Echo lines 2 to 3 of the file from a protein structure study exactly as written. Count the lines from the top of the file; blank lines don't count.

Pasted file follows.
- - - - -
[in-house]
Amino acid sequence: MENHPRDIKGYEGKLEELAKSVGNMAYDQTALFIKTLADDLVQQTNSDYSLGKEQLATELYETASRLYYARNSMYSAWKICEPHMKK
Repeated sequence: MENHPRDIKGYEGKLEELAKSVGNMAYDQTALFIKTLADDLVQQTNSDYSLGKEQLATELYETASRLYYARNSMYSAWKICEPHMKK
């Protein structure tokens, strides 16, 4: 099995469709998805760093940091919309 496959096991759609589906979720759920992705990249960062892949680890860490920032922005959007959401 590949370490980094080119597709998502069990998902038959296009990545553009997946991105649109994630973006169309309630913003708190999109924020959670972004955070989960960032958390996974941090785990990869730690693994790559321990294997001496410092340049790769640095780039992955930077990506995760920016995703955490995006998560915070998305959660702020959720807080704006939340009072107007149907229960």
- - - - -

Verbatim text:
Amino acid sequence: MENHPRDIKGYEGKLEELAKSVGNMAYDQTALFIKTLADDLVQQTNSDYSLGKEQLATELYETASRLYYARNSMYSAWKICEPHMKK
Repeated sequence: MENHPRDIKGYEGKLEELAKSVGNMAYDQTALFIKTLADDLVQQTNSDYSLGKEQLATELYETASRLYYARNSMYSAWKICEPHMKK